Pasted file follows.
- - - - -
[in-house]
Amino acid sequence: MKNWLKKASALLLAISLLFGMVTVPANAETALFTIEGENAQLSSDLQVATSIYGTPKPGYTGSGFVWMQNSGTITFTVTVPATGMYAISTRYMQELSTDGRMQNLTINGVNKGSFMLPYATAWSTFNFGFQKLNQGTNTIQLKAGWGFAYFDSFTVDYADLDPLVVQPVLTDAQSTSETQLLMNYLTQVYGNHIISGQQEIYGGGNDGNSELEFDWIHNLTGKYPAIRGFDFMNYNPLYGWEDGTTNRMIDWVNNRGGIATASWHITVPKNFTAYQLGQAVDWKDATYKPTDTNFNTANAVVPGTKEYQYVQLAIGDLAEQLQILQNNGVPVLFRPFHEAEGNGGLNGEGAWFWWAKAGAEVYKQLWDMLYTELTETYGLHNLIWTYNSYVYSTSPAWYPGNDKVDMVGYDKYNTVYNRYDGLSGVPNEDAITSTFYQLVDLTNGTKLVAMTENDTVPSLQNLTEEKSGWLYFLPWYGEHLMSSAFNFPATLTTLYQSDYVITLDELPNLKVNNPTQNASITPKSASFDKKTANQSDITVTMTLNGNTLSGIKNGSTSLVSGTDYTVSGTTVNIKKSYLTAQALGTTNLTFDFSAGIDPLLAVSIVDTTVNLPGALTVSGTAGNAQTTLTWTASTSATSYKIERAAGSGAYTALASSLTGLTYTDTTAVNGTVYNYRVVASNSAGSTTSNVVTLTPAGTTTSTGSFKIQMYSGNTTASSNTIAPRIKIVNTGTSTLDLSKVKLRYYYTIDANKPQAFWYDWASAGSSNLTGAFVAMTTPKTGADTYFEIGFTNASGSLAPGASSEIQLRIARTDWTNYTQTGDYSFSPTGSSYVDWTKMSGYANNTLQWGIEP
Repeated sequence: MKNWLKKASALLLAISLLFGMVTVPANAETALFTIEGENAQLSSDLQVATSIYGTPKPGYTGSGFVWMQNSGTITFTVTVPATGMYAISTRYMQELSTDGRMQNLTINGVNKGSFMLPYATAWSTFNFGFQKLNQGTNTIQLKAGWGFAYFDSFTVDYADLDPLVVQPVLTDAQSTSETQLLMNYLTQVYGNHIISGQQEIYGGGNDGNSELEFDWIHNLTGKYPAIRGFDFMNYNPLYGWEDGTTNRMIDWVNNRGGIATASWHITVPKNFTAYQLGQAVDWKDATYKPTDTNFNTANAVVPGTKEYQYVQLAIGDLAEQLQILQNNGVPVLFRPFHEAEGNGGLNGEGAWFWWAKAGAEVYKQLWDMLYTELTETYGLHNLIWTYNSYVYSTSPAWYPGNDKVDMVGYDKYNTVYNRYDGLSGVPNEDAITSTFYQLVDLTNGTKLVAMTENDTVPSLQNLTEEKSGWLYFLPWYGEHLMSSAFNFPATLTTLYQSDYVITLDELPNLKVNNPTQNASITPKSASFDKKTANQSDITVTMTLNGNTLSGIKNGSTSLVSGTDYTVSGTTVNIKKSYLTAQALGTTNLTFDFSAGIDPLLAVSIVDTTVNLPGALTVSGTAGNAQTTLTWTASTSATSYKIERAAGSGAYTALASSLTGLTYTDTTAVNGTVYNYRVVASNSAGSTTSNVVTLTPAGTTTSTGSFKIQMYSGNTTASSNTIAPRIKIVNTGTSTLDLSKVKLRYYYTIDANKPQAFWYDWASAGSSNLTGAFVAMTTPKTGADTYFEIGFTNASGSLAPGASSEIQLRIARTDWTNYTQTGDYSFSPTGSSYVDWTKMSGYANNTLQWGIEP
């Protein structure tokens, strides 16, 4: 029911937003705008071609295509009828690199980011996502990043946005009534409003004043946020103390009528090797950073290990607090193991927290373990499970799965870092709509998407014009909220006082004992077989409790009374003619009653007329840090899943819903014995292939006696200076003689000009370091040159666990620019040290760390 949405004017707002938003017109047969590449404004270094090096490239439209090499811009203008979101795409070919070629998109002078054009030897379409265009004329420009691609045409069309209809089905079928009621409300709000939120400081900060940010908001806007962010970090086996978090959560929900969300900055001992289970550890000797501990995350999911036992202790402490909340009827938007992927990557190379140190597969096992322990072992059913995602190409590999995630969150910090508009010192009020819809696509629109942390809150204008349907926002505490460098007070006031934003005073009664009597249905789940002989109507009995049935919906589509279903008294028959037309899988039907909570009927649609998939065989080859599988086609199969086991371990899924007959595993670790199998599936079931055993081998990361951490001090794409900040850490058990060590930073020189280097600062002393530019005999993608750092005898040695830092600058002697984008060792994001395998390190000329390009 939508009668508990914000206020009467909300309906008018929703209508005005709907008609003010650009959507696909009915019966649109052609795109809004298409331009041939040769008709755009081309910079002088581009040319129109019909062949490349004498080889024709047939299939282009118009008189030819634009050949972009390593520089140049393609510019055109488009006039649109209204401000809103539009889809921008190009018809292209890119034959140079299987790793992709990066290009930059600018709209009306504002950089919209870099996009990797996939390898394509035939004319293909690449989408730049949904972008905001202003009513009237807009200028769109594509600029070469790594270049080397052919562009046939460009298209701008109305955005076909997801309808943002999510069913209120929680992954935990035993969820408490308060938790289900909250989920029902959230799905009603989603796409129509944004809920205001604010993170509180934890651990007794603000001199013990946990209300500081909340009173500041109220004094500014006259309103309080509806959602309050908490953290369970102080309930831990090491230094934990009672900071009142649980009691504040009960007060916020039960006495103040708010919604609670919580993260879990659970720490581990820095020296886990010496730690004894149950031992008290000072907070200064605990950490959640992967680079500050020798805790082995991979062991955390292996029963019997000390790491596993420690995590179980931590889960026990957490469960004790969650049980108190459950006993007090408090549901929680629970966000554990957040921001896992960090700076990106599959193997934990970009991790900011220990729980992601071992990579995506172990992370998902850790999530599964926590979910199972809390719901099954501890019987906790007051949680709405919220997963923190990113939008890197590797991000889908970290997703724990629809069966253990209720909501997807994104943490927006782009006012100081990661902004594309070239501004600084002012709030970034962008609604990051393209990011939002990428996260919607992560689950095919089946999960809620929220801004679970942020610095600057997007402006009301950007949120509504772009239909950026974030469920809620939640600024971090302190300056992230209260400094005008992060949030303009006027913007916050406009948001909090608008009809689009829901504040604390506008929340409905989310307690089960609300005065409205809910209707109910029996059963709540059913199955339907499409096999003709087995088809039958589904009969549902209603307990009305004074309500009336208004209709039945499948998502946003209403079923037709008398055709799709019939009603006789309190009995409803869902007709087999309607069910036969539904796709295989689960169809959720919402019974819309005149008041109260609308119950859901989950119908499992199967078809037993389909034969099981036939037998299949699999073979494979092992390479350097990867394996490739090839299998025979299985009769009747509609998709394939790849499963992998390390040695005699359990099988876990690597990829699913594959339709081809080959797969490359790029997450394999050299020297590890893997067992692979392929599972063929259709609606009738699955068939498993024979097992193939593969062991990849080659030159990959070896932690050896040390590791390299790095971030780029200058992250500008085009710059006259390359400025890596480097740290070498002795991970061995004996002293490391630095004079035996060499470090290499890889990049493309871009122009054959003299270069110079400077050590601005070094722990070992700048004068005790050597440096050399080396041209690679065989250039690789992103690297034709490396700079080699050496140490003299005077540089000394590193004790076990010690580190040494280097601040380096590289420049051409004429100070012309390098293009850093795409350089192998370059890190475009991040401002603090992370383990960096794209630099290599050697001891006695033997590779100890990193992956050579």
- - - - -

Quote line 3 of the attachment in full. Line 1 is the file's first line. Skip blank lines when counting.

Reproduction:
Repeated sequence: MKNWLKKASALLLAISLLFGMVTVPANAETALFTIEGENAQLSSDLQVATSIYGTPKPGYTGSGFVWMQNSGTITFTVTVPATGMYAISTRYMQELSTDGRMQNLTINGVNKGSFMLPYATAWSTFNFGFQKLNQGTNTIQLKAGWGFAYFDSFTVDYADLDPLVVQPVLTDAQSTSETQLLMNYLTQVYGNHIISGQQEIYGGGNDGNSELEFDWIHNLTGKYPAIRGFDFMNYNPLYGWEDGTTNRMIDWVNNRGGIATASWHITVPKNFTAYQLGQAVDWKDATYKPTDTNFNTANAVVPGTKEYQYVQLAIGDLAEQLQILQNNGVPVLFRPFHEAEGNGGLNGEGAWFWWAKAGAEVYKQLWDMLYTELTETYGLHNLIWTYNSYVYSTSPAWYPGNDKVDMVGYDKYNTVYNRYDGLSGVPNEDAITSTFYQLVDLTNGTKLVAMTENDTVPSLQNLTEEKSGWLYFLPWYGEHLMSSAFNFPATLTTLYQSDYVITLDELPNLKVNNPTQNASITPKSASFDKKTANQSDITVTMTLNGNTLSGIKNGSTSLVSGTDYTVSGTTVNIKKSYLTAQALGTTNLTFDFSAGIDPLLAVSIVDTTVNLPGALTVSGTAGNAQTTLTWTASTSATSYKIERAAGSGAYTALASSLTGLTYTDTTAVNGTVYNYRVVASNSAGSTTSNVVTLTPAGTTTSTGSFKIQMYSGNTTASSNTIAPRIKIVNTGTSTLDLSKVKLRYYYTIDANKPQAFWYDWASAGSSNLTGAFVAMTTPKTGADTYFEIGFTNASGSLAPGASSEIQLRIARTDWTNYTQTGDYSFSPTGSSYVDWTKMSGYANNTLQWGIEP